Lemon Posset

Preparation info

  • Difficulty


  • Makes About

    1 cup

Appears in

The Baking Bible

By Rose Levy Beranbaum

Published 2014

  • About


heavy cream ¾ cup plus 2 tablespoons (207 ml) 7.2 ounces 203 grams
granulated sugar ¼ cup 1.8 ounces 50 grams
Meyer lemon juice, freshly squeezed and strained (about lemons), see Notes 2 tablespoons plus 2 teaspoons (39 ml) 1.5 ounces 43 grams


Have ready a fine-mesh strainer suspended over a 2 cup glass measure with a spout and a second 2 cup glass measure with a spout alongside (or use one glass or porcelain container with a 5 to 6 inch flat base).

In a 1 cup microwavable measure with a spout (or in a small saucepan [see Notes] over medium heat), scald the cream (heat it to the boiling point; small bubbles will form around the periphery). Remove it from the heat and keep it warm.

In a small saucepan, with a silicone spatula, stir together the sugar and lemon juice until all of the sugar is moistened. Heat over medium heat, stirring constantly, until near the boiling point.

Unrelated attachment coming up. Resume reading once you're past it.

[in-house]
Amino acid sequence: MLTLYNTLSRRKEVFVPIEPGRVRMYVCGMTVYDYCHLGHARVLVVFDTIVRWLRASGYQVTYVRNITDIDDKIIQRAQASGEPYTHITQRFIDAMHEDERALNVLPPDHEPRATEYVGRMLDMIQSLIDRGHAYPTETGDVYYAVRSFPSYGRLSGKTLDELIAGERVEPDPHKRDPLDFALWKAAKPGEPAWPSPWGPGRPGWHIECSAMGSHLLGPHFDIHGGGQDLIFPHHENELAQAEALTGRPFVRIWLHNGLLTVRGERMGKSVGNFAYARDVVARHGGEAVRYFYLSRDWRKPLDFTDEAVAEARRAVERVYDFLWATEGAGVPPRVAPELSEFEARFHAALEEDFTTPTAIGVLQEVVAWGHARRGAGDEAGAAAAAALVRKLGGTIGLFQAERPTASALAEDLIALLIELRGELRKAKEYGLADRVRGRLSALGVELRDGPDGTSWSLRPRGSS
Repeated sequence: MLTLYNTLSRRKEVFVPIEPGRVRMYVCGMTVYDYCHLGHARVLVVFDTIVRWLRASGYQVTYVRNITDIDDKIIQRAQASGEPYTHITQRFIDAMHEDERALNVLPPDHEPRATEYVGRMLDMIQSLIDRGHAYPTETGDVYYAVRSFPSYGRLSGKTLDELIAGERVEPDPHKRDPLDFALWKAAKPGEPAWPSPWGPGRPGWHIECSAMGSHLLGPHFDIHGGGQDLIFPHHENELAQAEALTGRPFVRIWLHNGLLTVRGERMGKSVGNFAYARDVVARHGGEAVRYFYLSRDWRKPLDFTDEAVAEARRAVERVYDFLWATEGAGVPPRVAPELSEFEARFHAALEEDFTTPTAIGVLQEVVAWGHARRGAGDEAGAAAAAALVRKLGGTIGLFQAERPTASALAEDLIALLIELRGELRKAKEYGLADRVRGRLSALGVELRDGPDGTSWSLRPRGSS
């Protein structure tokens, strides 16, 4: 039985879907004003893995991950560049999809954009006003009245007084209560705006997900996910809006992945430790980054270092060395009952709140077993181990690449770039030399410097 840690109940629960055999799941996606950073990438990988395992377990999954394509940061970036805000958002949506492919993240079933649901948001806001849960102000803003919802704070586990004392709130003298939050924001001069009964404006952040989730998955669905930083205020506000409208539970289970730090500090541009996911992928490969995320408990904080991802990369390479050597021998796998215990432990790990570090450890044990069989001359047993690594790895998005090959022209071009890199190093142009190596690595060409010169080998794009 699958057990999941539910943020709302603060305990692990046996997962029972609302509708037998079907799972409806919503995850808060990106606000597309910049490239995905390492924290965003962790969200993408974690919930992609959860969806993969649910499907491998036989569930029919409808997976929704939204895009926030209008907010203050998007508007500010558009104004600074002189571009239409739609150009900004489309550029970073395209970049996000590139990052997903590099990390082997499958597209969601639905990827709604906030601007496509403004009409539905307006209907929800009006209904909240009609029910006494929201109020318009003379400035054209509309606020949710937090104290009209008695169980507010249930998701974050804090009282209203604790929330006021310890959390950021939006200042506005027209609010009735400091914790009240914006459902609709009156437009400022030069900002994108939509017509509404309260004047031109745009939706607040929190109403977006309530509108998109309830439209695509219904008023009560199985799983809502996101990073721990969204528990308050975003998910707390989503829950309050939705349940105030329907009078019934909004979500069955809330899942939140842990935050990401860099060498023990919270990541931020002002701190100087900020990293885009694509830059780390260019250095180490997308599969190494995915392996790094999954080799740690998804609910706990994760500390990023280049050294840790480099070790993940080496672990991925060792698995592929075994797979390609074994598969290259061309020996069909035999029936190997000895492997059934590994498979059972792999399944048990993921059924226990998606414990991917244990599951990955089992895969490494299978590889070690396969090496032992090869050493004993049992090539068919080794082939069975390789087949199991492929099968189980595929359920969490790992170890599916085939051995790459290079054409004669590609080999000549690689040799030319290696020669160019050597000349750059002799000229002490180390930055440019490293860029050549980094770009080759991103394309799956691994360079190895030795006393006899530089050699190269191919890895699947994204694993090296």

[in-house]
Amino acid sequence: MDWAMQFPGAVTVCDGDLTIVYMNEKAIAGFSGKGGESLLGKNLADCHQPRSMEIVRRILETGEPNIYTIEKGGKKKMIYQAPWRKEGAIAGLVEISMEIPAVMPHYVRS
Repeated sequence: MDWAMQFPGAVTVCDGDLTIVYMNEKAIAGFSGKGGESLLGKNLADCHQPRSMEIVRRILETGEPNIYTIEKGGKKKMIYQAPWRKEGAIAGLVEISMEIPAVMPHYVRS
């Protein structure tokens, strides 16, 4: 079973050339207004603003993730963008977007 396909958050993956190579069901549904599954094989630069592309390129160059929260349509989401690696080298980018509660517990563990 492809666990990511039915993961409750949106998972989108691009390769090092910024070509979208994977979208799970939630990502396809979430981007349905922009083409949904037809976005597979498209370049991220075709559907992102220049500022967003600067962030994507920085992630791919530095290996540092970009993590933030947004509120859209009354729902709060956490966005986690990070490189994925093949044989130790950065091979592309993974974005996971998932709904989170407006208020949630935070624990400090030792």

Remove the pan from the heat. Stir in the heated cream until the mixture is uniform in consistency. Pour it at once into the strainer and press it through into the glass measure. Pour half of the posset mixture into the second 2 cup glass measure (or all of the mixture into the glass container). The depth of the lemon posset should be no more than ¾ inch, which is necessary for the posset to firm up to the right consistency.

Refrigerate, uncovered, for 3 to 4 hours before filling the shortcakes. The posset will have a smooth sheen across its surface and form a custardlike layer to about halfway down from its surface. Do not stir the custard because it will not thicken properly and the thicker top layer is needed to seal the cake and keep most of the creamier posset from soaking into it.

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